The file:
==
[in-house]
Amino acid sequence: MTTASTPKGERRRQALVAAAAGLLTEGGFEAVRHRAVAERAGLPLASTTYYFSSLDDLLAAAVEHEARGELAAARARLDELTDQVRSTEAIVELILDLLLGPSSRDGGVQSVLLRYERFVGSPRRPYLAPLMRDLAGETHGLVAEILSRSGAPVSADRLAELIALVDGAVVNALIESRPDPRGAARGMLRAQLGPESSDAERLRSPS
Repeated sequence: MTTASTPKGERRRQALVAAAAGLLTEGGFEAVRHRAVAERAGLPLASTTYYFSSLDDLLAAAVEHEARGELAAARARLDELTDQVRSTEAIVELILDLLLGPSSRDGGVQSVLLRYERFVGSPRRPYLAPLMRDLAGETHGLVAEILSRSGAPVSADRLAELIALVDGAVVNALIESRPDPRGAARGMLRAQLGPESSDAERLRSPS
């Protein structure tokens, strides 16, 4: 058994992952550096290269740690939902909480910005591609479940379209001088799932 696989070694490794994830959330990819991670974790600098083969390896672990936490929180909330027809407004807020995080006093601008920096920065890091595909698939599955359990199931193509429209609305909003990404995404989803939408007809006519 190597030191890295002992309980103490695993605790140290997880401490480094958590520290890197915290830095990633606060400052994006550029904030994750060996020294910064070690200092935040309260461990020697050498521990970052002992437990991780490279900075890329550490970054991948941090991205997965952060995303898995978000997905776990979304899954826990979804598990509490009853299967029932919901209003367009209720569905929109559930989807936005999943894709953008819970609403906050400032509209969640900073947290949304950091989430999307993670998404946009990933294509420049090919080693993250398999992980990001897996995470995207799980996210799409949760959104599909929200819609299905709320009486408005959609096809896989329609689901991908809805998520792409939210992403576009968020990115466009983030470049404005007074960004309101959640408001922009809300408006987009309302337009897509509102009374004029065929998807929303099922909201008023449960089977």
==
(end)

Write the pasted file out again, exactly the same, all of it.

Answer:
[in-house]
Amino acid sequence: MTTASTPKGERRRQALVAAAAGLLTEGGFEAVRHRAVAERAGLPLASTTYYFSSLDDLLAAAVEHEARGELAAARARLDELTDQVRSTEAIVELILDLLLGPSSRDGGVQSVLLRYERFVGSPRRPYLAPLMRDLAGETHGLVAEILSRSGAPVSADRLAELIALVDGAVVNALIESRPDPRGAARGMLRAQLGPESSDAERLRSPS
Repeated sequence: MTTASTPKGERRRQALVAAAAGLLTEGGFEAVRHRAVAERAGLPLASTTYYFSSLDDLLAAAVEHEARGELAAARARLDELTDQVRSTEAIVELILDLLLGPSSRDGGVQSVLLRYERFVGSPRRPYLAPLMRDLAGETHGLVAEILSRSGAPVSADRLAELIALVDGAVVNALIESRPDPRGAARGMLRAQLGPESSDAERLRSPS
């Protein structure tokens, strides 16, 4: 058994992952550096290269740690939902909480910005591609479940379209001088799932 696989070694490794994830959330990819991670974790600098083969390896672990936490929180909330027809407004807020995080006093601008920096920065890091595909698939599955359990199931193509429209609305909003990404995404989803939408007809006519 190597030191890295002992309980103490695993605790140290997880401490480094958590520290890197915290830095990633606060400052994006550029904030994750060996020294910064070690200092935040309260461990020697050498521990970052002992437990991780490279900075890329550490970054991948941090991205997965952060995303898995978000997905776990979304899954826990979804598990509490009853299967029932919901209003367009209720569905929109559930989807936005999943894709953008819970609403906050400032509209969640900073947290949304950091989430999307993670998404946009990933294509420049090919080693993250398999992980990001897996995470995207799980996210799409949760959104599909929200819609299905709320009486408005959609096809896989329609689901991908809805998520792409939210992403576009968020990115466009983030470049404005007074960004309101959640408001922009809300408006987009309302337009897509509102009374004029065929998807929303099922909201008023449960089977």